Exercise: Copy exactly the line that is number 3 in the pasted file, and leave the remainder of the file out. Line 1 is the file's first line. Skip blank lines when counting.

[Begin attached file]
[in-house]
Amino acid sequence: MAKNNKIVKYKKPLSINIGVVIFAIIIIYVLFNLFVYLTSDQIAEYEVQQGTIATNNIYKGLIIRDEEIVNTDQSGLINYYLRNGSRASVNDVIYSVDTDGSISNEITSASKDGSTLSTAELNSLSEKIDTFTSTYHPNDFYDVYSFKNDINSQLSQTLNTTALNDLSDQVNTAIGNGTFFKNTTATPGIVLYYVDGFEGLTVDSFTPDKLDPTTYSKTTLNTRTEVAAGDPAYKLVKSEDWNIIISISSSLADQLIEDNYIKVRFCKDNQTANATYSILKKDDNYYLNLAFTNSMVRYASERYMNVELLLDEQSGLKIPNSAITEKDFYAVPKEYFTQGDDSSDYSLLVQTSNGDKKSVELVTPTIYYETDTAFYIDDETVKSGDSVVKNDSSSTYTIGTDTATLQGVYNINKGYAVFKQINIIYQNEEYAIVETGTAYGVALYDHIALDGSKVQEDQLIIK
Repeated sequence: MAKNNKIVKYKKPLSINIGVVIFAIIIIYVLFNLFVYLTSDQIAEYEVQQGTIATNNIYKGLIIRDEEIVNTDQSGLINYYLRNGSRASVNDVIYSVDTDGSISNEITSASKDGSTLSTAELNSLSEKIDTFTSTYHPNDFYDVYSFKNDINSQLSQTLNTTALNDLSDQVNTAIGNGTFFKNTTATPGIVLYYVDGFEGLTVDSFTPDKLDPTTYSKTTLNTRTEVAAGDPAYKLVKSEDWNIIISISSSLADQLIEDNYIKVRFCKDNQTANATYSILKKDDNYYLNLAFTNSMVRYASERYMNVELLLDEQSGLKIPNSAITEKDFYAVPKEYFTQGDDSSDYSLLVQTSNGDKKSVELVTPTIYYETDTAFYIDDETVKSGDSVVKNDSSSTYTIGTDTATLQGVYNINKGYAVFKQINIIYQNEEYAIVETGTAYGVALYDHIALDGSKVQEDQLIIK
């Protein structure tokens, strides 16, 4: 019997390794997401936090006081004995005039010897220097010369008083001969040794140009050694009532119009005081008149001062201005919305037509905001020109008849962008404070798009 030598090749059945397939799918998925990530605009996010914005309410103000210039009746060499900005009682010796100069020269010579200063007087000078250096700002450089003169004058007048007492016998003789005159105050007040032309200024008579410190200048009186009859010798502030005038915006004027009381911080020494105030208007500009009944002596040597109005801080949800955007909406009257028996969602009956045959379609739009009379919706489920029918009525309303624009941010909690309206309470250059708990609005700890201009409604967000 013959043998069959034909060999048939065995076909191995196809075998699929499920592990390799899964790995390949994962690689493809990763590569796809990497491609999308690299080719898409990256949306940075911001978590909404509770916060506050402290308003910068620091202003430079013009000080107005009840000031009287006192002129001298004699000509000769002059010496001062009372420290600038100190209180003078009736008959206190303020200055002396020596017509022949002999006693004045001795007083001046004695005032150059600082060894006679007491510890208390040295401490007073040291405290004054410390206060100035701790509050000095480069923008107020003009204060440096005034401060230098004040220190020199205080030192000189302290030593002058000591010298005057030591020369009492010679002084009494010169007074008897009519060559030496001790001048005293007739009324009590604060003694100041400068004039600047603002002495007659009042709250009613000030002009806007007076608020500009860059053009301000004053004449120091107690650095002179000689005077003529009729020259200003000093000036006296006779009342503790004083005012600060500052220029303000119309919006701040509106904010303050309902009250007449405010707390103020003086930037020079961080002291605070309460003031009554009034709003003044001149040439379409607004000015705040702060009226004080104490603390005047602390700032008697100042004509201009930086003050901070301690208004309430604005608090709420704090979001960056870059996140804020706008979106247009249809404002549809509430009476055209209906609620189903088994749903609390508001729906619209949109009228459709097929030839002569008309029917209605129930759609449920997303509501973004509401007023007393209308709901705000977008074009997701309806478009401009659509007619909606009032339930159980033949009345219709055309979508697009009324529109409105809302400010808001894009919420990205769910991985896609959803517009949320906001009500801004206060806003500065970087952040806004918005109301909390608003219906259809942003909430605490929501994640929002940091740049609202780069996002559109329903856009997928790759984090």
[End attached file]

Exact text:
Repeated sequence: MAKNNKIVKYKKPLSINIGVVIFAIIIIYVLFNLFVYLTSDQIAEYEVQQGTIATNNIYKGLIIRDEEIVNTDQSGLINYYLRNGSRASVNDVIYSVDTDGSISNEITSASKDGSTLSTAELNSLSEKIDTFTSTYHPNDFYDVYSFKNDINSQLSQTLNTTALNDLSDQVNTAIGNGTFFKNTTATPGIVLYYVDGFEGLTVDSFTPDKLDPTTYSKTTLNTRTEVAAGDPAYKLVKSEDWNIIISISSSLADQLIEDNYIKVRFCKDNQTANATYSILKKDDNYYLNLAFTNSMVRYASERYMNVELLLDEQSGLKIPNSAITEKDFYAVPKEYFTQGDDSSDYSLLVQTSNGDKKSVELVTPTIYYETDTAFYIDDETVKSGDSVVKNDSSSTYTIGTDTATLQGVYNINKGYAVFKQINIIYQNEEYAIVETGTAYGVALYDHIALDGSKVQEDQLIIK